That said, there wasn’t much of a plot in any of these movies. There’s a simple set up, one-dimensional characters, and we’re off to the races. Lots of fighting, TON of destruction, and you’ve got a movie. It’s, to be, brilliant in its simplicity.
For me, this movie is much like watching Pacific Rim. I can turn off my brain for a couple of hours and enjoy the ride. I am not expecting much and this movie did more than I thought it would. It was silly good fun that made me remember just how terrible the Godzilla movies were from when I was a kid, yet they kept things simple and went for incredible graphics.
I’m not sure what others were expecting from this movie to cause them to get unhappy with it, but I think it’s getting a bad rap. This isn’t a movie like Avatar which promised so much and was little more than Pilgrims vs Indians where the Indians win (and for me, failed hard at plot by trying to be more than it was). It’s a fun film that keeps the franchise going and I’m hoping for more movies like this in the future.
What did you think? Let me know.
Until Next Time!
Steve McQueen’s biggest snafu was when he decided to get paid for The Blob instead of taking a share of the profits (something movies stars like Robert Downey are doing). He could have made a lot of money because this movie gained such a cult following over the years. Released in 1958 the movie has only gotten more popular to where even My Favorite Daughter knows about the Blob. How has it held up over the years?
Quite well, I’d say. Sure it’s dated with things like telephones attached to lines and kids hot rodding and getting stopped by the police. That’s to be expected with anything from the 50s. The plot is quite simple: something crashes to Earth near a small town (I don’t think it’s ever identified) and some yokel finds it and starts to get eaten by the jelly inside. The kids try to explain what’s happening to the police, but the police think it’s just a prank until the monster gets so big rolling around and eating people up.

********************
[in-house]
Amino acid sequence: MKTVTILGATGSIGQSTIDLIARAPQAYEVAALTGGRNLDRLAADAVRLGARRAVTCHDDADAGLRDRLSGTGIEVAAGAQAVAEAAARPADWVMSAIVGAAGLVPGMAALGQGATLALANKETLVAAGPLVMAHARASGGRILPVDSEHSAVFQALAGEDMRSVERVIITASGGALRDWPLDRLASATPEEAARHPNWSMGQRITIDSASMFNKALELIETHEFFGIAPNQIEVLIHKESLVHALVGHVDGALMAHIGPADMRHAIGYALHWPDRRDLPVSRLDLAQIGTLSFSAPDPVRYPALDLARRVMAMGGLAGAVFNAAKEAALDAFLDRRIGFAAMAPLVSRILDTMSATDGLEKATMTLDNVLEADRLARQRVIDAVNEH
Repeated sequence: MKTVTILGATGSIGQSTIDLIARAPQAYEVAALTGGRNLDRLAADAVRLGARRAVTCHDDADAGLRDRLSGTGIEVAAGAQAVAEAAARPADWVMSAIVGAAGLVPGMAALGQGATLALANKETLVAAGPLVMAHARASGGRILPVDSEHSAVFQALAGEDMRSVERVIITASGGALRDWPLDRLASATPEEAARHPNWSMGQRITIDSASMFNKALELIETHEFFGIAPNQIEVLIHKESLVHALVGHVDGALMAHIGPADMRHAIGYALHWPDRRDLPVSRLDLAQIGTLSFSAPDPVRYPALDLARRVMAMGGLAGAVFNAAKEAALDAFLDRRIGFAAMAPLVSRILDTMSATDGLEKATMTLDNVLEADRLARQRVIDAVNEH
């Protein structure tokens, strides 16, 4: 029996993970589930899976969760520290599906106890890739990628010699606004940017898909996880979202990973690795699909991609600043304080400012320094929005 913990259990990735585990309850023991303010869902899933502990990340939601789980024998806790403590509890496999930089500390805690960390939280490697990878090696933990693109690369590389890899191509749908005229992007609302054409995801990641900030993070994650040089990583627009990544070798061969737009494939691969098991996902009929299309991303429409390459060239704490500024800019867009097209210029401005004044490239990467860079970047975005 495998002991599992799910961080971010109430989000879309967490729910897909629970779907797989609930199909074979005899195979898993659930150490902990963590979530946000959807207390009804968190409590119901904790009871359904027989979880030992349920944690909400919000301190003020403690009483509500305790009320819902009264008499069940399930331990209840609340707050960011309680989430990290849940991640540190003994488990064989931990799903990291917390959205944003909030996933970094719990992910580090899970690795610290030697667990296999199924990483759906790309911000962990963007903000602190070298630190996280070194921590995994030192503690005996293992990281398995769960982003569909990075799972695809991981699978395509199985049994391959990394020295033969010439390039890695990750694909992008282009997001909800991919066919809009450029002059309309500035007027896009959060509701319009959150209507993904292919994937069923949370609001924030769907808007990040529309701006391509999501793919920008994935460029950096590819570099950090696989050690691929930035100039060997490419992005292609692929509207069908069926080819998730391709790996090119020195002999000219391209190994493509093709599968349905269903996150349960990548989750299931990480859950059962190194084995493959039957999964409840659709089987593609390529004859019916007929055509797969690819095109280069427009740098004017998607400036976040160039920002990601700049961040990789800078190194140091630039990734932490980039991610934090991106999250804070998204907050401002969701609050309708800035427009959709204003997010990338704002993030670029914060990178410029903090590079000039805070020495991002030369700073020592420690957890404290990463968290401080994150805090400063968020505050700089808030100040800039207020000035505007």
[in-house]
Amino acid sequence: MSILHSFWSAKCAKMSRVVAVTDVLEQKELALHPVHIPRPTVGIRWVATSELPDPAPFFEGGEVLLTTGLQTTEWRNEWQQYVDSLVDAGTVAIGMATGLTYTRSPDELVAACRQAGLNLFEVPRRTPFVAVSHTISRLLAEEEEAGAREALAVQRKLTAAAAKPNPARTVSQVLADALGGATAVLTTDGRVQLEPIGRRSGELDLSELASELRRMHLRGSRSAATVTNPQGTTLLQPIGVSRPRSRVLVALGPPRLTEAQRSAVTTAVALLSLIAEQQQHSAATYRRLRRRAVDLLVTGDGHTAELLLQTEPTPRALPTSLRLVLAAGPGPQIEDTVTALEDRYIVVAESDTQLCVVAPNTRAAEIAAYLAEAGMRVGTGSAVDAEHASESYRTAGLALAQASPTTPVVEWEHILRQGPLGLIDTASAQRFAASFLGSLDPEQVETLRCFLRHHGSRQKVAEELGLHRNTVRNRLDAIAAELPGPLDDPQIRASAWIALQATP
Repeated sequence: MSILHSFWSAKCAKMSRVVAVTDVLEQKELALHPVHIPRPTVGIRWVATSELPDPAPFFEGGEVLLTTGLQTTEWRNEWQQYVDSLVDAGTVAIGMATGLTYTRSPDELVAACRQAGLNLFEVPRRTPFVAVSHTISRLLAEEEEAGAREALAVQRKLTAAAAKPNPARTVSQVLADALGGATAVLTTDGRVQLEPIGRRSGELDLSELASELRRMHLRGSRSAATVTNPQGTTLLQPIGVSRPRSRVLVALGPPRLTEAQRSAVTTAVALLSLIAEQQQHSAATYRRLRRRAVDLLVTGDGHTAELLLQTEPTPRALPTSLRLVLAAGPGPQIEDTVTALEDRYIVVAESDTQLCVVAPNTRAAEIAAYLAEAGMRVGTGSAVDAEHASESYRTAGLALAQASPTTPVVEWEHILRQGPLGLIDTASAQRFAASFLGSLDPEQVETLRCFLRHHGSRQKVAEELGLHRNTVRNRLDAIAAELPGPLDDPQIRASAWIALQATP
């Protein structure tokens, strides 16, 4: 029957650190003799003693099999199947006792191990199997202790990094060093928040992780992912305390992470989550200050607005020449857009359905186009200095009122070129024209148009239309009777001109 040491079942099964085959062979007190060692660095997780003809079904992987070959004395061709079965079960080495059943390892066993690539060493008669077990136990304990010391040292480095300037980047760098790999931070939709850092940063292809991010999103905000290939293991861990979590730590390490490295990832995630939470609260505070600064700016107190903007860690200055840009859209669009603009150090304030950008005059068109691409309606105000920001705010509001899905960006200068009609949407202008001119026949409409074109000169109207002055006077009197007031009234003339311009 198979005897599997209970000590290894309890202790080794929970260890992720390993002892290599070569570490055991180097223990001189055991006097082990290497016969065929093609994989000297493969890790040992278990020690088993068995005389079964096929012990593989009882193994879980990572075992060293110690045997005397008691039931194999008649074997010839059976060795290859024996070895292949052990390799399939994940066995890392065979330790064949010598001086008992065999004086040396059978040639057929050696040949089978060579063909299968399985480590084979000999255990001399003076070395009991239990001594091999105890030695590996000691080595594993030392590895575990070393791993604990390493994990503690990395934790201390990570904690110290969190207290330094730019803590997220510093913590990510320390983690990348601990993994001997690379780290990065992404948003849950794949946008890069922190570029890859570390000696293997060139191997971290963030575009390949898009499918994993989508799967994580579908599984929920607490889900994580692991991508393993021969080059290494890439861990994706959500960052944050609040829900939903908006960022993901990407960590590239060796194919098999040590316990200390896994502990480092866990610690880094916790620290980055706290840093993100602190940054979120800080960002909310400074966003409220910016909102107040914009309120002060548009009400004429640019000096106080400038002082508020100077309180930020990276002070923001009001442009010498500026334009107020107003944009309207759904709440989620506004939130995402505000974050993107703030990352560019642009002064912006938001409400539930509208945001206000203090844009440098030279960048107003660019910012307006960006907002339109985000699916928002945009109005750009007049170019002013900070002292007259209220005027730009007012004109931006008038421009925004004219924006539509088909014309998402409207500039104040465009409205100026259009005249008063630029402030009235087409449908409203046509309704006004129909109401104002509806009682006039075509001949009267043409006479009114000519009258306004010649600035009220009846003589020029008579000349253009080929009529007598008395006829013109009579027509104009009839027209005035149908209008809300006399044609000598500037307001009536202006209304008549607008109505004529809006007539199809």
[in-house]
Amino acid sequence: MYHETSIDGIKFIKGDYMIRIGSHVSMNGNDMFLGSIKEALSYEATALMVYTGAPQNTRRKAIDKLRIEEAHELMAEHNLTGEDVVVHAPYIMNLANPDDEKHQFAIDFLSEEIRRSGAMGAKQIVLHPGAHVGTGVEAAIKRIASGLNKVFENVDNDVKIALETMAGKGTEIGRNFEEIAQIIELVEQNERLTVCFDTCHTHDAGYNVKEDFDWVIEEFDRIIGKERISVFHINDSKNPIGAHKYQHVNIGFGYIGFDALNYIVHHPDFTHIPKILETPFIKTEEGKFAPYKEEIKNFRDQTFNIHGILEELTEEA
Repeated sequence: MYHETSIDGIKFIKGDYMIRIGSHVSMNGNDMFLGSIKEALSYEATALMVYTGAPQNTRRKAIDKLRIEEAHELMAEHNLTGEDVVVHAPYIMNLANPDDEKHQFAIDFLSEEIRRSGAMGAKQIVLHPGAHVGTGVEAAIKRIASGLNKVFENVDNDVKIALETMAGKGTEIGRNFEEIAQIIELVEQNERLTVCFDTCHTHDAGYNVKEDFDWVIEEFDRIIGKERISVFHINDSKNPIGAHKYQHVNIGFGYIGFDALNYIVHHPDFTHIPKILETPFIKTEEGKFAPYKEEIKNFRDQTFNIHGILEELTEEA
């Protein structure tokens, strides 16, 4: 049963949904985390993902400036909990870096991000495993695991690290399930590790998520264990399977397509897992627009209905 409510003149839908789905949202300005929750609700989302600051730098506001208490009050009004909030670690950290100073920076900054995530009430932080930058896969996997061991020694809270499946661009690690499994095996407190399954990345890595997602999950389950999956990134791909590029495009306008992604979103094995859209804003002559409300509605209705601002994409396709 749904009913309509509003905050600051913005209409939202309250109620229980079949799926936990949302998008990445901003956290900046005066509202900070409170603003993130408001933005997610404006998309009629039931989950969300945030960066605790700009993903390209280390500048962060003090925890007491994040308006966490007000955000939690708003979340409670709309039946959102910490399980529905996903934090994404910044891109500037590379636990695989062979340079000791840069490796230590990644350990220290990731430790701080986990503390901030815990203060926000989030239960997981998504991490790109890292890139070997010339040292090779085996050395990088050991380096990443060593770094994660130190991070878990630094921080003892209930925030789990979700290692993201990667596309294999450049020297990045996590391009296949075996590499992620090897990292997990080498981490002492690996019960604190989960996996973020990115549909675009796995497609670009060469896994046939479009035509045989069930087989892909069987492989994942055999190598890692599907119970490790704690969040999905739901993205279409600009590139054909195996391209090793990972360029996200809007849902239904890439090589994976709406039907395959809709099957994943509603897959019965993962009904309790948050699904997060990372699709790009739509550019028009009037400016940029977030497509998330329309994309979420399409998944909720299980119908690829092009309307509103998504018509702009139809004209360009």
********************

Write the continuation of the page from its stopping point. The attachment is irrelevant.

The kids discover that it’s afraid or harmed by the cold and the town arrives with every CO2 fire extinguisher to freeze the monster. It’s transported off to the Artic where it’ll remain frozen forever. The End? We could have only hoped.
Larry Hagman (RIP) thought it would be great fun to do the Blob 2, the son of Blob, a sequel to the original, and still loved, Blob movie of 1958. And why not? The premise is there. The monster was scary enough. The plot was almost exactly the same as the original. How could they go wrong?
Well, I don’t think any of the actors, from Burgess Meredith, to Dick Van Patten, or any of the others that starred in the movie took it serious. It was filled with much over acting, heavy camp in some scenes, and just poor movie production.
I had a hard time with the premise that a pipeliner from Alaska (or somewhere in the North) found this sample and took it home to keep in his freezer until it could be delivered to the proper scientists. That was a bit of a stretch ( like a glob of jelly digesting people isn’t?). I think the movie wanted to be campy, but the acting was so bad that it came across more as a farce. It could have been a lot better, but just didn’t live up to the original. Still, they manage to freeze the thing on a not-yet-opened ice rink to save the day. The End?
Sadly we get The Blob in 1988. Yes, the original was so good and we have much better technology, so why not do another version of the movie? A ReMake before remakes were overdone. Okay, I’m still game. I mean, I still enjoyed the original, shy not give the 1988 version a shot, right?
Again we’re still in a generic small town, but a little bigger than the original. There seemed to be a budget for extras, better effects, and it was the 30th anniversary. How could this go wrong? Right? I mean, seriously. Horror movies were a big thing in the 80s.